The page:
PLAYER OF THE WEEK;KMART HANDS HALL KEYS TO REPAIR TROUBLED RETAILER

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Turnaround artist Floyd Hall now faces the biggest challenge of his career-rejuvenating Kmart Corp.

After a nearly three-month search, Kmart named Mr. Hall chairman, president and CEO, succeeding Joseph Antonini. Donald Perkins relinquished his post as chairman, but remains on Kmart's board.

Now Mr. Hall needs to tackle the persistent problems of the troubled retailer-including reducing out-of-stocks and improving customer service-as well as fending off the competition, like Wal-Mart Stores and his former discount stomping grounds Dayton Hudson Corp.'s Target Stores.

"In our stores .... everyone deserves to be treated with courtesy, to shop in a clean and orderly store, and to find basic and advertised merchandise in stock," said Mr. Hall while addressing Kmart associates last week.

Analysts said that Mr. Hall has the right retailing credentials for the job even though he isn't a huge name and his discount experience is more than a decade old.

After stints at Montgomery Ward & Co., Singer Stores and B. Dalton Bookseller, he moved to chairman-CEO of Target in 1981. While chairman-CEO of Grand Union Co. from 1984-89, he is credited with the food retailer's turnaround and most recently started up the Museum Co., a specialty store that sells museum reproductions.

According to analysts, Mr. Hall's strong suits include business management, business strategy, merchandising and marketing.

"When he took over Grand Union, it was an underfinanced, undercapitalized operation .*.*. He quickly rebuilt share and rebuilt it properly," said Burt Flickinger III, a management consultant.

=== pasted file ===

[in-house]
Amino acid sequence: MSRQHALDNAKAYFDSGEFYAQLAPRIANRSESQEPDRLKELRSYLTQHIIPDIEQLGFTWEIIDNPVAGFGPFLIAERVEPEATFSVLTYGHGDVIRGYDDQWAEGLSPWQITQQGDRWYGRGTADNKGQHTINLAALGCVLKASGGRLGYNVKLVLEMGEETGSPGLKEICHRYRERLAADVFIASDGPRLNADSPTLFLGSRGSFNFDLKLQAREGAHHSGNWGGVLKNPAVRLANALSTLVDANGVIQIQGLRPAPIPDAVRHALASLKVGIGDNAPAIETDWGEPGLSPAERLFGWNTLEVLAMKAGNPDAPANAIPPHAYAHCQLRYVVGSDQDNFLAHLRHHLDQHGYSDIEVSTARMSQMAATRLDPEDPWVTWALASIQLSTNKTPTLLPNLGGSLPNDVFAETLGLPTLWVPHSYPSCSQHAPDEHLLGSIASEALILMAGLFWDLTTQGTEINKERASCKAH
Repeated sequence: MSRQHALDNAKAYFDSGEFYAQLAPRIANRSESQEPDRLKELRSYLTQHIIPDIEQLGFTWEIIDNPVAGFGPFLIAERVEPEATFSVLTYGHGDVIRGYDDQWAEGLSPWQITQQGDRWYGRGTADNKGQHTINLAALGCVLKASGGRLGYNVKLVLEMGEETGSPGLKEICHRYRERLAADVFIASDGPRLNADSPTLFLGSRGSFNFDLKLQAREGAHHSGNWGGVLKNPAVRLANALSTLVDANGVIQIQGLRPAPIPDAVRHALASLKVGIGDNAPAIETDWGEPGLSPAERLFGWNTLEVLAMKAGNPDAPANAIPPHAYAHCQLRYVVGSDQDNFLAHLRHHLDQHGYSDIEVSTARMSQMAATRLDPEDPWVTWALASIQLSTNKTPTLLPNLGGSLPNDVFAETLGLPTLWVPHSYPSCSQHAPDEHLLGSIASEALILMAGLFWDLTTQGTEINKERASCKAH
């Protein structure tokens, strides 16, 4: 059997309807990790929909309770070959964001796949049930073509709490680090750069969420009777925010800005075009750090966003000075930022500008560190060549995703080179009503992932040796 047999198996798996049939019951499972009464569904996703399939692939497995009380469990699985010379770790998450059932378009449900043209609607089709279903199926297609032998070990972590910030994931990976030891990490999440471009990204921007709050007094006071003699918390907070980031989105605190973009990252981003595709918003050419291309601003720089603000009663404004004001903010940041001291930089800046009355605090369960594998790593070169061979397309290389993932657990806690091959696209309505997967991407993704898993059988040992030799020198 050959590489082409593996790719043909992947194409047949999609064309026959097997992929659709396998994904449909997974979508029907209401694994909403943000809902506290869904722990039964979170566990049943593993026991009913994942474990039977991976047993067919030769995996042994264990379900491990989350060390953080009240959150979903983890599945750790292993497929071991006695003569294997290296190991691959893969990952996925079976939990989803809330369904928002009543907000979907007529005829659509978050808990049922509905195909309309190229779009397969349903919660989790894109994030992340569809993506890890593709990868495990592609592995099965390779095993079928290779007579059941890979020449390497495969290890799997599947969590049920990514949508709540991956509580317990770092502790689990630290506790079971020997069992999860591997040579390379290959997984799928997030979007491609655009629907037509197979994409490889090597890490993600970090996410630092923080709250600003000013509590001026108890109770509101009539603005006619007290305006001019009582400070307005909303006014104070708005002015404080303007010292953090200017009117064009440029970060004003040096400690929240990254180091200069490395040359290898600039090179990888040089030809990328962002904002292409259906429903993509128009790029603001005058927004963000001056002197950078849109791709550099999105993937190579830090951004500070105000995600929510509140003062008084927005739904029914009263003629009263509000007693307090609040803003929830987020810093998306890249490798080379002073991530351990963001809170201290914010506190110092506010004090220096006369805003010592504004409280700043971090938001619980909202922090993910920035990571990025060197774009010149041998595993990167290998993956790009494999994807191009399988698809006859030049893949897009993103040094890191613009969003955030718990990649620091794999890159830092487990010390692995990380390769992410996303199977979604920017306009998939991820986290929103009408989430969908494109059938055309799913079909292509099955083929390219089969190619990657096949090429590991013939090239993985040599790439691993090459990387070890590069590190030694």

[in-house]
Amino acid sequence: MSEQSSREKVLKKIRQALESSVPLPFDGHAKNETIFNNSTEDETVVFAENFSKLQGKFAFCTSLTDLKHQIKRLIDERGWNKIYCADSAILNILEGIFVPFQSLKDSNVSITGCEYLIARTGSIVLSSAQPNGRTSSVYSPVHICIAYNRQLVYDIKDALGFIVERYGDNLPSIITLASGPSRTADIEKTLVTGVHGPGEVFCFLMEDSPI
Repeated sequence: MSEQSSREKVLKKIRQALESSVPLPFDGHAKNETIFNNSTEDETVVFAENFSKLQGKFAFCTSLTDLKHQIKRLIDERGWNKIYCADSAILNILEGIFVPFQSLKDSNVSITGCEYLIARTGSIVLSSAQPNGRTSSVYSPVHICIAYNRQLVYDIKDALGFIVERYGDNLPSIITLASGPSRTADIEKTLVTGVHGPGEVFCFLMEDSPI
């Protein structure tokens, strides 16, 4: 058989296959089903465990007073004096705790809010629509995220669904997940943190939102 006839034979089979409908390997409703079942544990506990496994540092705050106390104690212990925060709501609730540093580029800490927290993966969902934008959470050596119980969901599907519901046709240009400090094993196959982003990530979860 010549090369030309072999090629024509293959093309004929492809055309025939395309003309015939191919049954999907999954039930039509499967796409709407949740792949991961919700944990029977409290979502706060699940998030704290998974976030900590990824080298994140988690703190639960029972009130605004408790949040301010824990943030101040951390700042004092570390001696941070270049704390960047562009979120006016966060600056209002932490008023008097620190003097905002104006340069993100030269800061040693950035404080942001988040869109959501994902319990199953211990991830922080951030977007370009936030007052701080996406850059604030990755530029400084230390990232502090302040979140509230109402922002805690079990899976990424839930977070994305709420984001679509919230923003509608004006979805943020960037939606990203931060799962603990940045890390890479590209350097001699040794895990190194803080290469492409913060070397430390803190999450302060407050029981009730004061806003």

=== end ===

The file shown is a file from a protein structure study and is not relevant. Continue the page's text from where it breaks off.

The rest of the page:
When Mr. Hall took over Grand Union, the company had just posted a $115 million loss and had shed 400 stores. After the first year, the company turned profitable.

Some analysts believe that Mr. Hall's secret weapon could be his success in New England markets with retailers like Grand Union.

"Mr. Hall uniquely knows the Northeast and New England markets," said Mr. Flickinger, adding that expertise could give Kmart an advantage in the Northeast over Wal-Mart, which has unsuccessfully been trying to move into the area for five years.

Another strong suit that made Mr. Hall attractive to Kmart was his ability to build teams. "Mr. Hall works well with a team and he is not a one-man show," said Frederick Marx, president of Marx Layne & Co., a Farmington Hills, Mich., consultancy.

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Floyd Hall

BORN: Sept. 4, 1938, Oklahoma.

EDUCATION: Attended Southern Methodist University, Dallas. Did not earn a degree, but is a graduate of Advanced Management Training Program at Harvard University, 1977.

CAREER HIGHLIGHTS: Various positions at Montgomery Ward, 1956-70; VP, Singer Stores, 1970-73; president-CEO, B. Dalton Bookseller, 1974-81; chairman-CEO, Dayton Hudson Corp.'s Target Stores, 1981-84; chairman-CEO, Grand Union Co., 1984-89; chairman-CEO, The Museum Co., 1989-1995.

PERSONAL: Married to Janet Phillips; one son and one daughter.

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